The pound coin is celebrating its 30th anniversary having entered circulation in April 1983. To celebrate, Stuart Arnold takes a look down memory lane and presents a few facts about this most durable of coins

WE take it for granted now, that small, yellow, chunky round thing in our pockets – the £1 coin. But 30 years ago, things were quite different. People didn’t want pound coins, being used as they were to tatty green pound notes.

Shops and traders complained that customers would not take pound coins in their change because they were too heavy and got mixed up with other denominations.

One Tory MP who railed against their introduction went as far to say that the Royal Mint’s decision was “dirty work”.

The Northern Echo had its own take on events. A front page story on April 21, 1983, described how they were coming into circulation “amid much controversy”.

It said: “It seems that whether or not the public wants a coin instead of the traditional green note, there will be no way of avoiding the new currency.”

Inflation meant pound notes were effectively already being treated as coins and loose change.

That and their limited shelf life – they quickly became filthy and crumpled once stuffed in pockets and purses – led to the decision to replace them.

The pound note continued to be produced, but was withdrawn five years later in 1988.

As for the pound coin, it has endured, beloved of piggy bank savers, slot machines and anyone who needs one of those chained up shopping trolleys from the supermarket.

It has also spawned an entire retail industry – pound shops are now on each and every high street in the UK.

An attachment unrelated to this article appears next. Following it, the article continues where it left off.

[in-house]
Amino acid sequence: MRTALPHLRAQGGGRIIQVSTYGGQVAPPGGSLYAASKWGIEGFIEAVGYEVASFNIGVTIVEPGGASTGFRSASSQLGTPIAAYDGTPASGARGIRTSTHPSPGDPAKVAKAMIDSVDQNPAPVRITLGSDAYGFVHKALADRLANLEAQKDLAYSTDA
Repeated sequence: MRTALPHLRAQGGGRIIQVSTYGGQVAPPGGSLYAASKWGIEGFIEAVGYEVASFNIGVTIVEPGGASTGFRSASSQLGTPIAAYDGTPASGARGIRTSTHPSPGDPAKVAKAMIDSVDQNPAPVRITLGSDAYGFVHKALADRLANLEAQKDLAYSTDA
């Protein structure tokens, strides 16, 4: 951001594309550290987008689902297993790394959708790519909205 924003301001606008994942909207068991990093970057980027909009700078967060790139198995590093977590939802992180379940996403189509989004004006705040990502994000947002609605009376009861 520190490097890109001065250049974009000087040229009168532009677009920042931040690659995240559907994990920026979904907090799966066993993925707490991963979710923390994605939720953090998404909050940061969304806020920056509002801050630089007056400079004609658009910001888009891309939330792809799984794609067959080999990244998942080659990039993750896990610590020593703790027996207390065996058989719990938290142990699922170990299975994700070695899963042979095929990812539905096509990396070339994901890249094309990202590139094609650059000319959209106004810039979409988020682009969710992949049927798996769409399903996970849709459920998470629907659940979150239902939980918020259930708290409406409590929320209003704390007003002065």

Dr Kevin Clancy, head of historical services at the Royal Mint, says the feel of the pound coin – the very thing many people once objected to – is one reason behind its popularity.

“It’s the one we tend to aim for when we’re picking through our pot of change on the mantelpiece in the mornings, partly I think because people just like the feel and size of it,” he says.

“When you look at coins across the world and throughout history, the coin that tends to have been the work-horse of the currency has very often been about the size of a pound coin.

“It’s a classic coin that has been blessed with excellent designs.”


  • The pound coin was once nicknamed “the Maggie” after the late Baroness Thatcher by some wags because it was hard, had rough edges and pretended to be a sovereign. She reportedly disliked the coin
  • It weighs 9.5g, has a 22.5mm diameter and is 3.15mm thick
  • Pound coins are made of 70 per cent copper, 24.5 per cent zinc and 5.5 per cent nickel
  • One in 35 pound coins in circulation is fake, according to research by the Royal Mint
  • The Swazi coin, the lilangeni, is the same size and weight as the British pound coin, but in equivalent terms is only worth seven pence
  • There have been three different portraits of the Queen on the pound coin since its launch
  • It was launched on the Queen’s 57th birthday, April 21, 1983
  • 440 million of the coins were struck in the first year of issue and many of those remain in circulation
  • About 1.5bn are in circulation today
  • An estimated 40,000 pound coins disappear from circulation every day, either lost or squirreled away by savers
  • No decimal pound coins in circulation are worth more than their face value, although there are special “proof” pound coins that have been produced that can be worth hundreds of pounds to collectors
  • You can buy gold versions of the pound coin from the Royal Mint for £3,600 and a silver version for £150
  • The Royal Mint estimates a pound coin in constant use should last about 40 years, whereas the pound note it replaced lasted only on average about nine months
  • The description on the edge of a pound coin “decus et tutamen” translates as “an ornament and a safeguard”
  • The pound coin is unique in British coinage because it has a mint mark – a small crosslet found on its milled edge that represents Llantrisant, in South Wales, where the Royal Mint is based
  • In 2007, Newcastle- Gateshead’s Millennium Bridge featured on the reverse side of the pound coin
  • There have been 21 different reverse sides reflecting the emblems, iconic landmarks and cities of Britain
  • There are other pound coins in circulation, for example from Gibraltar, although they are not legal tender in the UK